playing before it!' Less a human being than an Imagination embodied, he passed, like a new-born spirit,' over a world that for him ever retained the dew of the morning; and bathing in all its freshest joys he partook but little of its stain.

Shelley and Keats remained with us only long enough to let us know how much we have lost

We have beheld these lights but not possessed them.' The genius of the poet whose latest work we have discussed at the beginning of this paper has been more justly appreciated than that of either of them: But it will now probably be asked to which of the two great schools of English poetry illustrated by us he is to be referred? The answer to that question is not easy, for in truth he has much in common with both. His earlier poems might sometimes be classed in the same category with those of Shelley and Keats: For, the three have in common an ardent temperament, a versatile imagination, and an

admirable power of embodying the classical; but in other respects they differ widely. Tennyson has indeed, like Keats, with whom he has most in common, a profound sense of the beautiful, a calm and often soft intensity, a certain voluptuousness in style, that reminds us of the Venetian school of painting, and a marvellous depth and affluence of diction - but here the resemblance ends. We do not yet observe in his works, to the same degree, that union of strength with lightness and freedom of touch, which, like the unerring but unlaboured handling of a great master, characterised Keats's latest works. On the other hand, Tennyson has greater variety. Wide indeed is his domain ---extending as it does from that of Keats, whose chief characteristic was ideal beauty, to that of Burns, whose songs, native to the soil, gush out as spontaneously as the warbling of the bird or the murmuring of the brook. Even in their delineation of beauty, how different are the two poets. In Keats that beauty is chiefly beauty of form; in Tennyson that of colour has at least an equal place: one consequence of which is, that while Keats, in his descriptions of nature, contents himself with embodying separate objects with a luxurious vividness, Tennyson's gallery abounds with cool farstretching landscapes, in which the fair green plain and winding river, and violet mountain ridge and peaks of remotest snow, are harmonised through all the gradations of aerial distance. Yet his is not to be classed with that recent poetry which has been noted for a devotion, almost religious, to mere outward nature. His landscapes, like those of Titian, are for the most part but a beautiful background to the figures. Men and manners are more his theme than nature.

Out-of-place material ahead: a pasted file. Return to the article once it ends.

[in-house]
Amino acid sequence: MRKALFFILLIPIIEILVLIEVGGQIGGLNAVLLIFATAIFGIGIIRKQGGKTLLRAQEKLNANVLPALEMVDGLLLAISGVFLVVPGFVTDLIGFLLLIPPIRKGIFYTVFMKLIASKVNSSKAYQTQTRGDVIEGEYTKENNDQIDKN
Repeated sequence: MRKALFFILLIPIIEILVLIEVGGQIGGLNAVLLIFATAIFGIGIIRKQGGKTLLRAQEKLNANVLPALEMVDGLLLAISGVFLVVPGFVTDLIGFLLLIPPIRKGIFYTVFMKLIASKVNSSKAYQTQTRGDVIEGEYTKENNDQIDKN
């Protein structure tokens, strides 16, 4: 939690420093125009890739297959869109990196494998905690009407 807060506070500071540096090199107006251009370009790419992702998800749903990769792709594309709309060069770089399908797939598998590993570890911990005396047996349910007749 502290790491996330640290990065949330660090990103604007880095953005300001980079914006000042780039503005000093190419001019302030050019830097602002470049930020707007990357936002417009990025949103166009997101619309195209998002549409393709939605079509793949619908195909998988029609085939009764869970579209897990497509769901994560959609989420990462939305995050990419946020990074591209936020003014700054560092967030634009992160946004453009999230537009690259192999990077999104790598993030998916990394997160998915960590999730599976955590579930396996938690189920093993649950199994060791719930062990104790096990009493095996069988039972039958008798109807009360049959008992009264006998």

His genius seems to tend as naturally to the idyllic as that of Shelley did to the lyrical, or that of Keats to the epic.

The moral range of Mr. Tennyson's poetry, too, is as wide as the imaginative. It is remarkable how little place, notwithstanding the ardour of Shelley and of Keats, is given in their works, to the affections properly so called. They abound in emotion and passion: in which respect Mr. Tennyson resembles them; but he is not less happy in the delineation of those human affections which depend not on instinct or imagination alone, but which, growing out of the heart, are modified by circumstance and association, and constitute the varied texture of social existence. His poetry is steeped in the charities of life, which he accompanies from the cradle to the grave. He has à Shakspearean enjoyment in whatever is human, and a Shakspearean indulgence for the frailties of humanity; the life